Gaza widows under pressure to remarry
The 19-year-old's father arranged for the marriage of the widows after his sons were killed by an Israeli shell that hit their home. The father's wife, his two other sons and three of his grandchildren were also killed. He was fearful for the future of his orphaned grandchildren and family, so he convinced his youngest and only surviving son to marry both of his brother's widows at the same time.
Years ago, my mother used to tell me about the customs of marriage, which come from Islam and other local sources. It was seen as shameful for a previously unmarried man to marry a widow or divorcee. At this, my mother beat her chest confidently, predicting this marriage was bound to fail.
|The recent Israeli aggression has left in its wake around 4,000 to 5,000 widows, all of whom have difficult decisions to make.|
Gazan society clung on to its marriage traditions until the start of the first intifada.
Previously, bachelors were under great social pressure to marry those believed to be virgins, while widows and divorced women had two options - to marry divorced or widowed men or spend the rest of their lives alone.
When a divorced woman remarries in Gaza, her former husband tends to be given custody of any children. When a widow remarries, her children tend to be cared for by her former husband's family.
Under the pressure of the first intifada these customs started to disappear, and it became acceptable for men to marry their brothers' widows, regardless of the age gap between them, or whether there were children involved.
The most important issue was not to lose the children. The widows would return to their parents' home once the funeral was over - but the widow's father would often leave the door open for the deceased's brothers to marry the widow, and sometimes pressure the woman into taking a husband from the martyr's family.
The war over widows
A hidden war would ignite whenever a young married man was killed, leaving behind his young wife and children. The wives of his brothers were scared the young widow would soon knock them down the familial rankings once the iddah - the period of four months and ten nights after a spouse's death in which a Muslim woman cannot remarry - was over and the family's adult men had decided on which brother the young widow would marry.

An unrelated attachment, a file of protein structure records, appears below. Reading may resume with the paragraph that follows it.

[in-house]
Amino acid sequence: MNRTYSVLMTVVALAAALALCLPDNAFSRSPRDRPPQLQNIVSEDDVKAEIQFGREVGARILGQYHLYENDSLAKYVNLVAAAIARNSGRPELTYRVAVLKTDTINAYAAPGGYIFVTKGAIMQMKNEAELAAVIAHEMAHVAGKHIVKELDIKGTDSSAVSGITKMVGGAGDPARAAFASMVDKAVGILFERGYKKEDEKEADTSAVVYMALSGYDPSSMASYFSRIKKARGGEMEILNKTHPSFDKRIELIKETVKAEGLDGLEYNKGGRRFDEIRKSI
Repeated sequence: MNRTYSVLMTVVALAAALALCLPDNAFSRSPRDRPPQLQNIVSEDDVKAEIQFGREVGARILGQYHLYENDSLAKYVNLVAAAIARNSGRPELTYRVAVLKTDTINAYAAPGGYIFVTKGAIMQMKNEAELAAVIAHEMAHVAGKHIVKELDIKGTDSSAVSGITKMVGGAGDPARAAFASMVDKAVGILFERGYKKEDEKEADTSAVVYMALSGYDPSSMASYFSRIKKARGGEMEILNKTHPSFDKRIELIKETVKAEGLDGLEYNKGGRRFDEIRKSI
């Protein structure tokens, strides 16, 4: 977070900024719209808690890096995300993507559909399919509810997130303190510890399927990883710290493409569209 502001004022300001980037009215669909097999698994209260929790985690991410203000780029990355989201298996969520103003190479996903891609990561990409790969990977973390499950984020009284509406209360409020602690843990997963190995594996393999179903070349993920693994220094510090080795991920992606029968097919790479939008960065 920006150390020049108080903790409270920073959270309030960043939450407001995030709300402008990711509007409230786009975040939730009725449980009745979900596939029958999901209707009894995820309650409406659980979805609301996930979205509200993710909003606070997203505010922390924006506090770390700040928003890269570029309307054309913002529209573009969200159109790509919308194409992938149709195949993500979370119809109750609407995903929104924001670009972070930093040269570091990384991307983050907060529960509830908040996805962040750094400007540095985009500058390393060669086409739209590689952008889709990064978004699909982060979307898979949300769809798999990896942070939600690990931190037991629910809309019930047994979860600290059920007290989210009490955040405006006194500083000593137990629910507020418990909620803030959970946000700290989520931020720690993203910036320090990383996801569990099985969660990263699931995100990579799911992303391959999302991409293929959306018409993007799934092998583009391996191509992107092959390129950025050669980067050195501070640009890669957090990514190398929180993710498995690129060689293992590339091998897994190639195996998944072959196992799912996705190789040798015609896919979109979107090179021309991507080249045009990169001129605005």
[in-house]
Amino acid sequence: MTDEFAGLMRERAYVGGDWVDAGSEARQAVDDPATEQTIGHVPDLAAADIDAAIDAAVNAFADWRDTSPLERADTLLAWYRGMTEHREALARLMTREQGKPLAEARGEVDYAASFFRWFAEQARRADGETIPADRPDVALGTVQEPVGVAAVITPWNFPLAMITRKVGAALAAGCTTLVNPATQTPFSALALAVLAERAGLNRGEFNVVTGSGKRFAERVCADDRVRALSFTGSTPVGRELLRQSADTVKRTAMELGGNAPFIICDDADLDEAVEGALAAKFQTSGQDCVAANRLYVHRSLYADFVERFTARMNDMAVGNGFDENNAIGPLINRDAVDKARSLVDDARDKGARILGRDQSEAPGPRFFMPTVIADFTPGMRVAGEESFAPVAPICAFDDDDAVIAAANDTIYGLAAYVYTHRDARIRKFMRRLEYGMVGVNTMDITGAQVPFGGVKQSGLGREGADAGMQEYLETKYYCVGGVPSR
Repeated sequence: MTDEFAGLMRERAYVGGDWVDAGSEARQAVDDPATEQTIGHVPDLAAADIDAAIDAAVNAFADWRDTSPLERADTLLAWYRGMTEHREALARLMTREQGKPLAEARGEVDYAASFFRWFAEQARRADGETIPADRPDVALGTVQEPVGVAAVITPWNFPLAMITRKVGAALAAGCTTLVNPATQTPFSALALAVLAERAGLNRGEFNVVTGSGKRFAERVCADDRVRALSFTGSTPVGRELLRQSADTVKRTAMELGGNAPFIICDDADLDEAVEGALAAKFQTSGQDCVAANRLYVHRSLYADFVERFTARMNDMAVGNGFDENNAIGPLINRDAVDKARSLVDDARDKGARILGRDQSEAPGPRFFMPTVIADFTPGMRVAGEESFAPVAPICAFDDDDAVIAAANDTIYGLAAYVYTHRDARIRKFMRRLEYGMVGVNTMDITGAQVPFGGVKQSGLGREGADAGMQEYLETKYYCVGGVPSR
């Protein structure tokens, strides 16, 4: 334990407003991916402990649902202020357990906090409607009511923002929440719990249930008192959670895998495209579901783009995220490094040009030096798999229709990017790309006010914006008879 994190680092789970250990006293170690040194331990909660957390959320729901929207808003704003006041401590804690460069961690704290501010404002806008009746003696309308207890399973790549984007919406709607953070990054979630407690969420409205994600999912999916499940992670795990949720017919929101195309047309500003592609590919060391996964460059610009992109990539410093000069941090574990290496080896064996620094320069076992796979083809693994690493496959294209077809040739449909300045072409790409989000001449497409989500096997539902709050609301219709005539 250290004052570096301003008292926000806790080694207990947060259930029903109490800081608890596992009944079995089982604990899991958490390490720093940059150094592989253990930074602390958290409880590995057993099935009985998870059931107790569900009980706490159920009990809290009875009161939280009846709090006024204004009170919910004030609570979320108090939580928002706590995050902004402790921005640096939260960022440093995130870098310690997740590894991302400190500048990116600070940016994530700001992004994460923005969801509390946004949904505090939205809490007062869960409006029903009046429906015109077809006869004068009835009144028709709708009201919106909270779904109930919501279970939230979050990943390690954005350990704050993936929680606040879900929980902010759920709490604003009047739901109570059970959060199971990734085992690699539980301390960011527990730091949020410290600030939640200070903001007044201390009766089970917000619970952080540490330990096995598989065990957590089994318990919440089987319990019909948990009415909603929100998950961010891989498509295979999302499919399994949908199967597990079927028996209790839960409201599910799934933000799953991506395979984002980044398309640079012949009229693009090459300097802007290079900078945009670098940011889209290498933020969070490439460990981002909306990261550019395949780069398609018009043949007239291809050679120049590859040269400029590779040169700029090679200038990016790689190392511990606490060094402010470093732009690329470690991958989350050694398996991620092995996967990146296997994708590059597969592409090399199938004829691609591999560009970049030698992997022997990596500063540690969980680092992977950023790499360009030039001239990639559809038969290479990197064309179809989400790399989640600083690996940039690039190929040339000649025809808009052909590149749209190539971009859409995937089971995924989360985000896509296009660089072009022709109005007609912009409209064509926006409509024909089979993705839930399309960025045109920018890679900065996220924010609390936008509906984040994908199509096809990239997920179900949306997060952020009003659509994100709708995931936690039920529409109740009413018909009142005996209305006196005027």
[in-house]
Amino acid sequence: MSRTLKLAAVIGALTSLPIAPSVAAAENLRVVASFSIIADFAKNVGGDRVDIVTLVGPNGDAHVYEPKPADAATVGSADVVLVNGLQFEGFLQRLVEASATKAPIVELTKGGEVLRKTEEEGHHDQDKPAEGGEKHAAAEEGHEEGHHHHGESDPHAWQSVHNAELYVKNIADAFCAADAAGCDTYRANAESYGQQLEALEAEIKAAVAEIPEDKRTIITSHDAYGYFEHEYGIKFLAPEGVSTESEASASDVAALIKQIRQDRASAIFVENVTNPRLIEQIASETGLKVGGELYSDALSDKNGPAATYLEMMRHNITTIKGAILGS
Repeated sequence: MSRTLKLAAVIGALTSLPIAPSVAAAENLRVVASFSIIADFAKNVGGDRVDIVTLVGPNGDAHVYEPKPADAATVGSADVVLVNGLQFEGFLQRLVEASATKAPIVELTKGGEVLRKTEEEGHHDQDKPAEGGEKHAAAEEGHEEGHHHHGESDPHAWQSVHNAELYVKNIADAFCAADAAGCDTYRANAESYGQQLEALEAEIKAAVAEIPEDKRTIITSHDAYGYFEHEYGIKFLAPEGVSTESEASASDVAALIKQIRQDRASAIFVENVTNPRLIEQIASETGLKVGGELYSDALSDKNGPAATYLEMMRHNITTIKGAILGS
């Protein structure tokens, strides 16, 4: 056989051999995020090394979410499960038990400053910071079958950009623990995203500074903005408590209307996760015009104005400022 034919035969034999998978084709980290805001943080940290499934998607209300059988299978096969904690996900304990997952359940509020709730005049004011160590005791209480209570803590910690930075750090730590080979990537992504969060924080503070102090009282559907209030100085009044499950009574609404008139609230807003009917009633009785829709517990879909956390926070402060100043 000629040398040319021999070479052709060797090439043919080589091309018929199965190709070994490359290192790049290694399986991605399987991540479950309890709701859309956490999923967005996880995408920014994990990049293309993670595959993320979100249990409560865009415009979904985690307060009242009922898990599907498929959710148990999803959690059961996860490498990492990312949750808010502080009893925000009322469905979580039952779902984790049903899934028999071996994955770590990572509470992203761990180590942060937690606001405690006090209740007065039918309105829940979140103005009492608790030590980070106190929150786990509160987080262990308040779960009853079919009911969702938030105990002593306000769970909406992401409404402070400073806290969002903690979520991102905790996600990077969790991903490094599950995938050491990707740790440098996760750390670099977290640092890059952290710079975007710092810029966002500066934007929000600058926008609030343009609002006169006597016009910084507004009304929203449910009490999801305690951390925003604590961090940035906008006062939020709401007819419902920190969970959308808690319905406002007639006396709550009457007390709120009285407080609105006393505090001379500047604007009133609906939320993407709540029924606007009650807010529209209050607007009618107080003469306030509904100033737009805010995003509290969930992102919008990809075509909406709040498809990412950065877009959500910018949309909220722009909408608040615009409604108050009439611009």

The widows faced tough choices because they often could not return to the homes they had shared with their former husband. If their families were flexible, she may have been allowed to stay in her dead husband's house until the iddah was over. So they often married the brother closest to their age who had not yet married, or become a second wife.
The recent Israeli aggression has left in its wake around 4,000 to 5,000 widows, all of whom have difficult decisions to make. They are either forgotten by society or inherited by their husbands' brothers. In the dim and distant past, brothers would put a cloak over their dead brother's wife, signalling that she was his new wife, with much pride and little discontent.
In Gaza, widows must marry immediately because society cares more about the children of those killed by the Israelis and its loyalty to the martyrs, than it does for the "luxury" of thinking about a widow's feelings and emotions.
No room is made for the consideration of alternative options, or for these marriages and their consequences for both sides to be examined.
Opinions expressed in this article remain those of the original author and do not necessarily reflect the opinions of al-Araby al-Jadeed, its editorial board or staff.
This is an edited translation from our Arabic edition.